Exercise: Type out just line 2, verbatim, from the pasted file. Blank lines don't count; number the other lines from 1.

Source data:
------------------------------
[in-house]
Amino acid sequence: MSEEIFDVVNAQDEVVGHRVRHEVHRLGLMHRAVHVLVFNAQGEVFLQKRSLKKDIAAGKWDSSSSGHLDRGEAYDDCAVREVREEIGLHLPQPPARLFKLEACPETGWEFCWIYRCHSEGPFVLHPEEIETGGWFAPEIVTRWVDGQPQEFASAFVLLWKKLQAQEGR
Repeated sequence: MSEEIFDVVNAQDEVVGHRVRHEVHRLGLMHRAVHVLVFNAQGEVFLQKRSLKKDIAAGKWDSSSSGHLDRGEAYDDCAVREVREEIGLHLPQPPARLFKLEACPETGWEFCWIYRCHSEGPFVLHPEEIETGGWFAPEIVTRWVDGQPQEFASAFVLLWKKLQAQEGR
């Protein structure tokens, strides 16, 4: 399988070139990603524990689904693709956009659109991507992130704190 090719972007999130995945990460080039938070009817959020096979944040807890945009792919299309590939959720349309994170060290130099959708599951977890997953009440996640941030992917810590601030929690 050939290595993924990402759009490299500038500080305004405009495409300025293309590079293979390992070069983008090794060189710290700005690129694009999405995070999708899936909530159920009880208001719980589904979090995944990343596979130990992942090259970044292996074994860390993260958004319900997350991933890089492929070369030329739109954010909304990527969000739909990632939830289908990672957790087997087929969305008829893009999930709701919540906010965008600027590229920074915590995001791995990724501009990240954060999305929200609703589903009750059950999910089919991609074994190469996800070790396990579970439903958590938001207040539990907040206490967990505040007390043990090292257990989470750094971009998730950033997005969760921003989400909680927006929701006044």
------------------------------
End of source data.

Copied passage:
Amino acid sequence: MSEEIFDVVNAQDEVVGHRVRHEVHRLGLMHRAVHVLVFNAQGEVFLQKRSLKKDIAAGKWDSSSSGHLDRGEAYDDCAVREVREEIGLHLPQPPARLFKLEACPETGWEFCWIYRCHSEGPFVLHPEEIETGGWFAPEIVTRWVDGQPQEFASAFVLLWKKLQAQEGR